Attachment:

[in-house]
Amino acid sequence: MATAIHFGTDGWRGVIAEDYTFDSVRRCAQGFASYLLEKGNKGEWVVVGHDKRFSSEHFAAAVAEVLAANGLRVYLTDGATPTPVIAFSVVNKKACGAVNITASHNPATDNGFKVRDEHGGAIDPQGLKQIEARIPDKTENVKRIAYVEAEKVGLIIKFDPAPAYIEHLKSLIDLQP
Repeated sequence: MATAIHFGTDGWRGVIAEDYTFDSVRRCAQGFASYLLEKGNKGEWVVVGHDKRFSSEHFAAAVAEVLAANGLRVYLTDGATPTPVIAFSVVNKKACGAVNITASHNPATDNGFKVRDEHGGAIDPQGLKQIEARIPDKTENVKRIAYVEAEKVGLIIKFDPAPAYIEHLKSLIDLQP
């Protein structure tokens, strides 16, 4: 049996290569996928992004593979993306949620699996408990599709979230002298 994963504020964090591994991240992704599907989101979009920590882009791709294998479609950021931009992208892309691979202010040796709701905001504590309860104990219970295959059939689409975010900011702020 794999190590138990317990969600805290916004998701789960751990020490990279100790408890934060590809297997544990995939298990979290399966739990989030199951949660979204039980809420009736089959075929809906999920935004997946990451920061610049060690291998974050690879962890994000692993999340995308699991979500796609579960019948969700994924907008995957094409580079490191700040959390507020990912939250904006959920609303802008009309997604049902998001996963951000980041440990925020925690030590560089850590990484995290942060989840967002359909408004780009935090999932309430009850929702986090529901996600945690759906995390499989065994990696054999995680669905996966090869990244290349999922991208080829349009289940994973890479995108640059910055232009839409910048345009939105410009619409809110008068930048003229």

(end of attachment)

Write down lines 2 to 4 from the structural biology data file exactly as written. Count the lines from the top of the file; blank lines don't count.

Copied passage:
Amino acid sequence: MATAIHFGTDGWRGVIAEDYTFDSVRRCAQGFASYLLEKGNKGEWVVVGHDKRFSSEHFAAAVAEVLAANGLRVYLTDGATPTPVIAFSVVNKKACGAVNITASHNPATDNGFKVRDEHGGAIDPQGLKQIEARIPDKTENVKRIAYVEAEKVGLIIKFDPAPAYIEHLKSLIDLQP
Repeated sequence: MATAIHFGTDGWRGVIAEDYTFDSVRRCAQGFASYLLEKGNKGEWVVVGHDKRFSSEHFAAAVAEVLAANGLRVYLTDGATPTPVIAFSVVNKKACGAVNITASHNPATDNGFKVRDEHGGAIDPQGLKQIEARIPDKTENVKRIAYVEAEKVGLIIKFDPAPAYIEHLKSLIDLQP
């Protein structure tokens, strides 16, 4: 049996290569996928992004593979993306949620699996408990599709979230002298 994963504020964090591994991240992704599907989101979009920590882009791709294998479609950021931009992208892309691979202010040796709701905001504590309860104990219970295959059939689409975010900011702020 794999190590138990317990969600805290916004998701789960751990020490990279100790408890934060590809297997544990995939298990979290399966739990989030199951949660979204039980809420009736089959075929809906999920935004997946990451920061610049060690291998974050690879962890994000692993999340995308699991979500796609579960019948969700994924907008995957094409580079490191700040959390507020990912939250904006959920609303802008009309997604049902998001996963951000980041440990925020925690030590560089850590990484995290942060989840967002359909408004780009935090999932309430009850929702986090529901996600945690759906995390499989065994990696054999995680669905996966090869990244290349999922991208080829349009289940994973890479995108640059910055232009839409910048345009939105410009619409809110008068930048003229």